Second, plan to make everything in advance. I started cooking on Friday, and that helped keep things from getting overwhelming. By the time Monday came around, the only cooking I actually had to do was the turkey!

So here is a breakdown of my Thanksgiving-prep period, complete with recipes. For those of you who celebrate American Thanksgiving, feel free to use this as a guide!

Friday: Shopping & Sauces

Photo cred: roadstories.ca

Photo cred: roadstories.ca

With your menu (and hence, your shopping list) done on Thursday, you can hit the stores on Friday.

I visited Montréal’s Marché Jean Talon for all my fresh ingredients. Apples, pears, cranberries, sweet potatoes, etc.

Next, I visited les Volailles et Gibiers Fernando on rue Roy and picked up a 4.8kg (10.8lbs) turkey. I went for fresh because we’ve never done frozen turkeys in my family, but that’s up to you.

After my experience in 2012, I had learned the importance of picking up your turkey ahead of time!

Next, on to the sauces:

Homemade Applesauce

  • A ton of apples (2lbs perhaps?) – I used “lobo” apples as per the recommendation from the dude at Jean Talon market. They were delicious
  • 1/4 cup sugar
  • Cinnamon, to taste
  • Nutmeg, to taste
  • Pinch of salt

Coarsely slice your apples (no need to core or peel) and toss them into your largest pot. Add the sugar, cinnamon, nutmeg and salt and turn on the heat. Cook the apples down, stirring occasionally, until they’re nice and mushy. It took about 30 minutes for me.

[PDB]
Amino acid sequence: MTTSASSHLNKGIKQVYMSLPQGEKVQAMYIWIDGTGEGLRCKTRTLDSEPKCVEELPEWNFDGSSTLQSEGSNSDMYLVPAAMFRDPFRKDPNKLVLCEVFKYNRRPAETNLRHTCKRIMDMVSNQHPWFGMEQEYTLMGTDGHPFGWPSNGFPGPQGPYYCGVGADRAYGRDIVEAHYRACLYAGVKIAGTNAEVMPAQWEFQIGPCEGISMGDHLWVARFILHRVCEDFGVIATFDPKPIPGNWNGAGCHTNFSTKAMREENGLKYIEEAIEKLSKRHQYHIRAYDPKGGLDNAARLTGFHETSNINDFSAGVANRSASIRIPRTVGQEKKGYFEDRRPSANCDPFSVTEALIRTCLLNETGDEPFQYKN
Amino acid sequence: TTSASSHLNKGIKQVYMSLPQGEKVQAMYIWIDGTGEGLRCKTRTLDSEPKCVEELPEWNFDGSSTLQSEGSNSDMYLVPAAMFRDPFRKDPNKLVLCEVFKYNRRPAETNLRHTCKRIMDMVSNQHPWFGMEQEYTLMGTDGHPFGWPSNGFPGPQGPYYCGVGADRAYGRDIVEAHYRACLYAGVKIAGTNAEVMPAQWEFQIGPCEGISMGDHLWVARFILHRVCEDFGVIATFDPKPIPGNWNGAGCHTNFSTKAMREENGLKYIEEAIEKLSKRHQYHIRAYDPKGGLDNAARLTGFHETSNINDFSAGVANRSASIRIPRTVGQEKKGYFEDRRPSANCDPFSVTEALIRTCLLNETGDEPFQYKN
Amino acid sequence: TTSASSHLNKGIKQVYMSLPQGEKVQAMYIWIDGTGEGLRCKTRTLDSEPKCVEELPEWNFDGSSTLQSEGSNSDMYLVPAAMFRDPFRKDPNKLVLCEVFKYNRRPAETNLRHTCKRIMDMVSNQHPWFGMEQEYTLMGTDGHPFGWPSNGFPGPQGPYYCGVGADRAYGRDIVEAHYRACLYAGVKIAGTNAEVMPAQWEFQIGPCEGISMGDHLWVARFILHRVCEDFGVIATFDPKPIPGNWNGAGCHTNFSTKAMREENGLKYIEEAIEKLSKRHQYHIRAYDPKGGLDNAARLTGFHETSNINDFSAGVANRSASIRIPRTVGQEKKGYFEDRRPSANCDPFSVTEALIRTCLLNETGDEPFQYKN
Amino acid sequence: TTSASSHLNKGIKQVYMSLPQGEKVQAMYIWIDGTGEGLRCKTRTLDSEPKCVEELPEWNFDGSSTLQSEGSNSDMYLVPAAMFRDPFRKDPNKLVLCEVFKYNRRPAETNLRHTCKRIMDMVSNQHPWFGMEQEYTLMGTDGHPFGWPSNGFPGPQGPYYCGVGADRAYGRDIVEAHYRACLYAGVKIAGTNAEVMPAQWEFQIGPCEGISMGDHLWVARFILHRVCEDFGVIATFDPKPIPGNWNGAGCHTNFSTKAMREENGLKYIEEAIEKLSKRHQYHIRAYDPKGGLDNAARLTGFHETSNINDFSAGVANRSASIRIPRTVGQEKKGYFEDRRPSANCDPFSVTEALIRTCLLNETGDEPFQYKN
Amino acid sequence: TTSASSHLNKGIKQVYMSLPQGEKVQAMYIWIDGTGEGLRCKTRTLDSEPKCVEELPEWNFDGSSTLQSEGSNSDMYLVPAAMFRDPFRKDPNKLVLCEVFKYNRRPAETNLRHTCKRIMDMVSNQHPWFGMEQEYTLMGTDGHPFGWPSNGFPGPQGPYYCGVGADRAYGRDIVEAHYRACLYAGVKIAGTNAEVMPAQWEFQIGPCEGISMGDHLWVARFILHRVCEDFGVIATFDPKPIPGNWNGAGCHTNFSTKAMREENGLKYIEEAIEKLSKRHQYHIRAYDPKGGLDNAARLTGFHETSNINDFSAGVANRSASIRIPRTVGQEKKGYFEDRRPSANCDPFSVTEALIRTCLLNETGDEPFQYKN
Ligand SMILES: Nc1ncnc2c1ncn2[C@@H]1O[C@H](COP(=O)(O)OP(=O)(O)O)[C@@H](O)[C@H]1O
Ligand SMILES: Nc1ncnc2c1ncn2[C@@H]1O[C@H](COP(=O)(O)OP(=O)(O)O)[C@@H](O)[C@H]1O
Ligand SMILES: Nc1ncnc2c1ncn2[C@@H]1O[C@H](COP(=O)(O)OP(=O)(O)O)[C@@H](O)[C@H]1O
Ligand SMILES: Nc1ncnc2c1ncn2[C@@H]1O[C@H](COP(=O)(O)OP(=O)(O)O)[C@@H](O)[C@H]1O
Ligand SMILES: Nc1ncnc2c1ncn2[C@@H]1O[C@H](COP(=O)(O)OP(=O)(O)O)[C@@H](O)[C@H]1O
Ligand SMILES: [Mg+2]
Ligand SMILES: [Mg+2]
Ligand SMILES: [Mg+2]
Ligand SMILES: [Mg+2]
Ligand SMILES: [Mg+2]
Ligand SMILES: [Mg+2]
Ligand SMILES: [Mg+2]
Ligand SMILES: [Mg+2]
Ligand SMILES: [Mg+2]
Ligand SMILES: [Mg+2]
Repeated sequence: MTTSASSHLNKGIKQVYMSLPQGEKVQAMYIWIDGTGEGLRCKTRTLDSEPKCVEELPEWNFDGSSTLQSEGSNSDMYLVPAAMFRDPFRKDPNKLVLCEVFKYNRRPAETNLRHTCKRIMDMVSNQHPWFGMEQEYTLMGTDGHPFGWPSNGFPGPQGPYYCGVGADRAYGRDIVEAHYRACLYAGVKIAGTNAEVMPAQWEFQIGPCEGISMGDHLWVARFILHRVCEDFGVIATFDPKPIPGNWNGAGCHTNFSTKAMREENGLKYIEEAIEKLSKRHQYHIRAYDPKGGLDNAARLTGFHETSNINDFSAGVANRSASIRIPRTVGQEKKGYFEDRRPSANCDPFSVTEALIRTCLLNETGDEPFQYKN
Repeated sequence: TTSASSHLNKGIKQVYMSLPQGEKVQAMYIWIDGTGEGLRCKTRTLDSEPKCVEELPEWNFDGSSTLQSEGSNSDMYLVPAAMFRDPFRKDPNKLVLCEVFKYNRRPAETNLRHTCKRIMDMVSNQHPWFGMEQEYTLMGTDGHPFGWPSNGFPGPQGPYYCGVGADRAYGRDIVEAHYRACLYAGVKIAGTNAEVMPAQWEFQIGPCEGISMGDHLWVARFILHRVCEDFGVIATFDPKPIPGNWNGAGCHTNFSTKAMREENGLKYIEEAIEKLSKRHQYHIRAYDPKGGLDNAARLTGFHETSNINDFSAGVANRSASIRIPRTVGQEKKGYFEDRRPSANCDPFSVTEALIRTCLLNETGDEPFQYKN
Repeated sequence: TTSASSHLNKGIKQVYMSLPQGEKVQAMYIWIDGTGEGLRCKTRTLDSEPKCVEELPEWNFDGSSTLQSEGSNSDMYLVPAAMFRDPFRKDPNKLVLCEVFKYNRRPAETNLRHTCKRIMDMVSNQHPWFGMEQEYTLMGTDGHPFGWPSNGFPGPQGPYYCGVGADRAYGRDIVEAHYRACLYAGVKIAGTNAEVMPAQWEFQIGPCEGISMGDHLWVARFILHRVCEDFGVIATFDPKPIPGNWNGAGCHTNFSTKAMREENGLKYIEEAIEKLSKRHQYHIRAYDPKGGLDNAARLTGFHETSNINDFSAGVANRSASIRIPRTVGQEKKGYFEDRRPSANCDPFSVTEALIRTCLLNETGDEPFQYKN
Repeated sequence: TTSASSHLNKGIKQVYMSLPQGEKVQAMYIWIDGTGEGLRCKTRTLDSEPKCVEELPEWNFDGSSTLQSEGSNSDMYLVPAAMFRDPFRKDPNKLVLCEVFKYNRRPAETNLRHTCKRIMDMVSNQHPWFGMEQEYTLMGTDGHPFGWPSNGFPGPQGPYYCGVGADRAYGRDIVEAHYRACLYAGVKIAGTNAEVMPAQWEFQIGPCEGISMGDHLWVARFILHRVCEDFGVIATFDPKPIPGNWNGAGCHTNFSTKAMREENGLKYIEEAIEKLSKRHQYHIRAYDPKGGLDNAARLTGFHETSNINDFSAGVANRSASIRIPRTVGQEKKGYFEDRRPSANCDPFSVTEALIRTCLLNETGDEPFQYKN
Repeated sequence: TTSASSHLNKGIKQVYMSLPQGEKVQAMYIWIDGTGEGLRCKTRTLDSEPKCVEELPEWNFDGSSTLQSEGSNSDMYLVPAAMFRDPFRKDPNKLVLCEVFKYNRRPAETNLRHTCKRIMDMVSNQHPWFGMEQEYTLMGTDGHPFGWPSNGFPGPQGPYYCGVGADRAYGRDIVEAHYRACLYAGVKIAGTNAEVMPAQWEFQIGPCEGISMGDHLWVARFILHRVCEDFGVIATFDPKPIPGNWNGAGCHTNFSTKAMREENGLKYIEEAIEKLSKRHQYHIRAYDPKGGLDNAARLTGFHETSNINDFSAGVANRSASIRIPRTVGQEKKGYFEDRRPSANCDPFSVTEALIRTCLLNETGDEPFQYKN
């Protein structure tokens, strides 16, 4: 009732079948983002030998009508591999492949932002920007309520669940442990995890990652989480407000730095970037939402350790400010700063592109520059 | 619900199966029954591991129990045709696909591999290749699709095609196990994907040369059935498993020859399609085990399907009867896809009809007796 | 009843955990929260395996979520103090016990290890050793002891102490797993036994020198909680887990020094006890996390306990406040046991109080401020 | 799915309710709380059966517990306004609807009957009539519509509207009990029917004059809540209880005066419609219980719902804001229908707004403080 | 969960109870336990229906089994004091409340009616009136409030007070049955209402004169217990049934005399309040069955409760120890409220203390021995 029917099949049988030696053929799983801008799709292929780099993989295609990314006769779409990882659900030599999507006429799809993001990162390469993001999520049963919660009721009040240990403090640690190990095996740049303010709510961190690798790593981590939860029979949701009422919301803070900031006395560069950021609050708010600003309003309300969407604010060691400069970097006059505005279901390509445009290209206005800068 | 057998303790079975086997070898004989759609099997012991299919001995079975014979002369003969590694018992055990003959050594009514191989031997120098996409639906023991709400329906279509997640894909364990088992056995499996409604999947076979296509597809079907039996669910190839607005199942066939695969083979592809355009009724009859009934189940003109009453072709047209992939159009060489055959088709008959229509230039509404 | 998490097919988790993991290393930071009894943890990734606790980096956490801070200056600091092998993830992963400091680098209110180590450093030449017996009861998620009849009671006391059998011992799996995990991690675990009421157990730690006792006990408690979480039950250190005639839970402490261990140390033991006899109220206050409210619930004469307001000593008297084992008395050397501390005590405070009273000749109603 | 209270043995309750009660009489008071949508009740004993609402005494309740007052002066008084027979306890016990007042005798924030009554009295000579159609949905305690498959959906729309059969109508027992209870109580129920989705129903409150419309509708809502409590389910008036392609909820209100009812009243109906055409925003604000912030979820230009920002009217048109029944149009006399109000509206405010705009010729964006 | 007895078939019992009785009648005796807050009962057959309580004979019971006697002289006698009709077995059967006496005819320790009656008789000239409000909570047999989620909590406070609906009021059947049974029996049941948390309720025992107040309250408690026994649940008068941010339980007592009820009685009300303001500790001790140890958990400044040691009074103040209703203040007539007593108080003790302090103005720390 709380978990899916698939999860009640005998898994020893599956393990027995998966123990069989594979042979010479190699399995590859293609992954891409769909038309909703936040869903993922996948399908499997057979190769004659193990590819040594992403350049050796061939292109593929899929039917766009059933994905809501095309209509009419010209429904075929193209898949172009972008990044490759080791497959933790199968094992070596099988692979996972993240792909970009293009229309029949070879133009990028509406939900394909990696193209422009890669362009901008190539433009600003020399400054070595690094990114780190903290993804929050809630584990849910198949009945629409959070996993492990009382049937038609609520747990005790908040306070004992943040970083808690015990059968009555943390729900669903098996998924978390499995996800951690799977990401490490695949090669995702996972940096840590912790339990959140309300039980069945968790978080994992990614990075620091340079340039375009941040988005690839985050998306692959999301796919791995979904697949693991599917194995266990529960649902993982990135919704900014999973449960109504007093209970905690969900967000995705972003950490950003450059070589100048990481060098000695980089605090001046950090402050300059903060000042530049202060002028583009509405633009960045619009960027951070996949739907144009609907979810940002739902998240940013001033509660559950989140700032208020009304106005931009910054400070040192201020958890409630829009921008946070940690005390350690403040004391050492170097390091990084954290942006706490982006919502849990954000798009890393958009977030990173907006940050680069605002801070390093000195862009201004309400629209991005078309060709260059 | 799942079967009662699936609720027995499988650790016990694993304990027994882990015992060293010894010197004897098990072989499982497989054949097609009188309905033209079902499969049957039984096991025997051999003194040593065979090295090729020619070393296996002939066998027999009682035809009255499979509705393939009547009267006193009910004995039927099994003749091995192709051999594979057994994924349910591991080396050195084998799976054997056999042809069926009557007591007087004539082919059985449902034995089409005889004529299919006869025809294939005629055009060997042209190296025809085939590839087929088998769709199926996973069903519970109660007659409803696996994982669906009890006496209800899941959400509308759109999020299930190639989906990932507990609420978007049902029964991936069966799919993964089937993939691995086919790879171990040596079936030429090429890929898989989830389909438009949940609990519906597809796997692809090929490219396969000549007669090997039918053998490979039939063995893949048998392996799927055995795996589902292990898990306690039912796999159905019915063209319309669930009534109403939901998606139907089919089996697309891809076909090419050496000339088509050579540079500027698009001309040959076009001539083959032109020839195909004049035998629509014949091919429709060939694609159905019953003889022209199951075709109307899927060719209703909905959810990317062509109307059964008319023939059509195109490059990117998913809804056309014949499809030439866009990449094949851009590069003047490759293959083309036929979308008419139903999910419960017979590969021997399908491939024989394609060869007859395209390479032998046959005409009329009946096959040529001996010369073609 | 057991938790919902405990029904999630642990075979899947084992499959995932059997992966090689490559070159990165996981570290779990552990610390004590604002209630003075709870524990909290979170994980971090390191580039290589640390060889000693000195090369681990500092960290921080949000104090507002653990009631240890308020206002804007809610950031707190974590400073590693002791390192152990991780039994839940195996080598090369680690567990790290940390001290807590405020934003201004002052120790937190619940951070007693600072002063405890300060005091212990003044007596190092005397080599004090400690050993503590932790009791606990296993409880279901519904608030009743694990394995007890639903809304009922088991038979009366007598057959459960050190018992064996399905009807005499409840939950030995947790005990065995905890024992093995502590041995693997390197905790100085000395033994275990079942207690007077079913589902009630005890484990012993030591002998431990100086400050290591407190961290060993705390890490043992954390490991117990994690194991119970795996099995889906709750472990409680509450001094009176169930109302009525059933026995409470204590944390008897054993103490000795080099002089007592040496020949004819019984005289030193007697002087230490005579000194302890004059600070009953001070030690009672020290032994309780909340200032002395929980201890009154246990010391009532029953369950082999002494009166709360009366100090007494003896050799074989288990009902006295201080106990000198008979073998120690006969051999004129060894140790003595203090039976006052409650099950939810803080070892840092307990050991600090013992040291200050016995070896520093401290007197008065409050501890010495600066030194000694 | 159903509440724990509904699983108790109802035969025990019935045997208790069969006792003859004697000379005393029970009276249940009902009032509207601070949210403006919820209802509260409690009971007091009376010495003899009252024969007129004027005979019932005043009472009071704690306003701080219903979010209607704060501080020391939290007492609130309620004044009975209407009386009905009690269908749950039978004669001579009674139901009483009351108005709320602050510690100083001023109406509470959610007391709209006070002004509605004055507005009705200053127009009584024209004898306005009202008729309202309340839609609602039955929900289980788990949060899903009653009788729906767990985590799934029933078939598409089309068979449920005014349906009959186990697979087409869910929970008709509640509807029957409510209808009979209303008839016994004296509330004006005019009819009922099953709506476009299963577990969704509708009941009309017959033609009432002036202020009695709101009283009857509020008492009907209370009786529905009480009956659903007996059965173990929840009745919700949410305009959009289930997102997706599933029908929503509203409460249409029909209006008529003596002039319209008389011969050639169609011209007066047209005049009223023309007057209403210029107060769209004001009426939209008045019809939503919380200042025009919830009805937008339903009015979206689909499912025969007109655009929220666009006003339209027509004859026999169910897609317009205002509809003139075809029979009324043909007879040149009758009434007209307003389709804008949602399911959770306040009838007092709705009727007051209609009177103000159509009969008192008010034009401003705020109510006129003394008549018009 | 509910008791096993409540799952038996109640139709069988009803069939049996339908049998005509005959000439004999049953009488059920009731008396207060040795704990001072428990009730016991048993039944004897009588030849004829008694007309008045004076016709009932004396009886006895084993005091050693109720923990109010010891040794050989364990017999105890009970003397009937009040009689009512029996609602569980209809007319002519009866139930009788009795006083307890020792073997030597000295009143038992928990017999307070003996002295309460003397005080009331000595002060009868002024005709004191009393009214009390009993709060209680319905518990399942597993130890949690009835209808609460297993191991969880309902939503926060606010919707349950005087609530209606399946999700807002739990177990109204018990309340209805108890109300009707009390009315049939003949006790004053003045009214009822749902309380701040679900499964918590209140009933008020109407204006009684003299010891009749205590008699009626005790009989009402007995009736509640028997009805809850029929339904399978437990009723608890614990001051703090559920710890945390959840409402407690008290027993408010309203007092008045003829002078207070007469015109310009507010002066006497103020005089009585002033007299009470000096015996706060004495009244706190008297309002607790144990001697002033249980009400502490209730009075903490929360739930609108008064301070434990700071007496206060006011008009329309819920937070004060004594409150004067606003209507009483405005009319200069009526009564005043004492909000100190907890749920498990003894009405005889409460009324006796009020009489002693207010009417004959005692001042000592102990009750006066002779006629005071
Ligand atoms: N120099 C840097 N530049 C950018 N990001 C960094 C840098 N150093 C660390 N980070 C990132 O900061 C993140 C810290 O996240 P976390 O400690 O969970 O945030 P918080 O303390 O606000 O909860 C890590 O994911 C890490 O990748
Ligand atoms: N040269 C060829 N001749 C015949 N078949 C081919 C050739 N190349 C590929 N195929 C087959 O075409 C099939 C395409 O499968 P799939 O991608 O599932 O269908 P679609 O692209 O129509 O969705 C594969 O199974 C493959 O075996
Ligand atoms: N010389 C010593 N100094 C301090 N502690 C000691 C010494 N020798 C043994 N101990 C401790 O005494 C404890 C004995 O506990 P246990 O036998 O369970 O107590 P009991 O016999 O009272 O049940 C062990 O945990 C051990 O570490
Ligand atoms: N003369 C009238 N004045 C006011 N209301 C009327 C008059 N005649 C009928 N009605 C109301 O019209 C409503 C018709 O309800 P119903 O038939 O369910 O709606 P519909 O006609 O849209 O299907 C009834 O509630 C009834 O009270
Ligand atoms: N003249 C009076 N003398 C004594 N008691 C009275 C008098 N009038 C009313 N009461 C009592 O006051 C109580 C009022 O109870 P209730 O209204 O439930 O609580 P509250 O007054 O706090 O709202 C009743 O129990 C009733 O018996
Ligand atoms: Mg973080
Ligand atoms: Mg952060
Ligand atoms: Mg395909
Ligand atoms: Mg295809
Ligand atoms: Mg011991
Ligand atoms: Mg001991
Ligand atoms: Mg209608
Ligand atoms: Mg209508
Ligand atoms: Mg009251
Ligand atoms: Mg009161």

Place your food mill over a bowl and spoon your apple goop into the food mill. Leave it to sit and drain into the bowl. This might take a couple of batches if your food mill doesn’t fit all your apples (alternatively you can use a fine strainer). Reserve the runoff liquid.

Pass your apple goop through the food mill, making sure to get every last bit of delicious moisture. If you find your applesauce is too dry, add some of the reserved liquid to help moisten it up.

fresh-cranberries-600x399Homemade Cranberry Sauce

  • 1 bag of Ocean Spray cranberries (about 340g of fresh cranberries)
  • 1 cup water
  • 1 cup sugar
  • Pinch of salt

Combine the water, sugar and salt in a saucepan and heat until the sugar is melted in the water. Add the cranberries, bring to the boil and simmer for 10 minutes, stirring occasionally, so that the cranberries start EXPLODING (that’s the fun part).

More prep tip: See my stuffing recipe later for more info, but it’s a good idea to buy a couple of loaves of bread and dice them up at this point to let them get good and stale. You want stale bread for stuffing because fresh bread gets too soggy.

Saturday: Muffins & Broth

You can find my delicious spiced pumpkin muffin recipe right here. Once cooled, I put them in the freezer to keep them fresh.

IMPORTANT NOTE: If you’re cooking both sweet and savory things in one day, always do the sweet stuff first and store it away from the smells of the savory cooking. You don’t want your muffins flavored with turkey broth!

Fresh Homemade Turkey Broth

This recipe is inspired from the “light stock from poultry” recipe from the Joy of Cooking, but with a couple of tweaks.

  • Turkey neck & giblets
  • Chicken carcass (like from a roast chicken)
  • Lotsa water
  • 8 peppercorns
  • 1 bay leaf
  • 1 tsp thyme
  • 6 whole cloves
  • Parsley
  • 1 medium or 2 small onions
  • 2 stalks celery
  • 2 carrots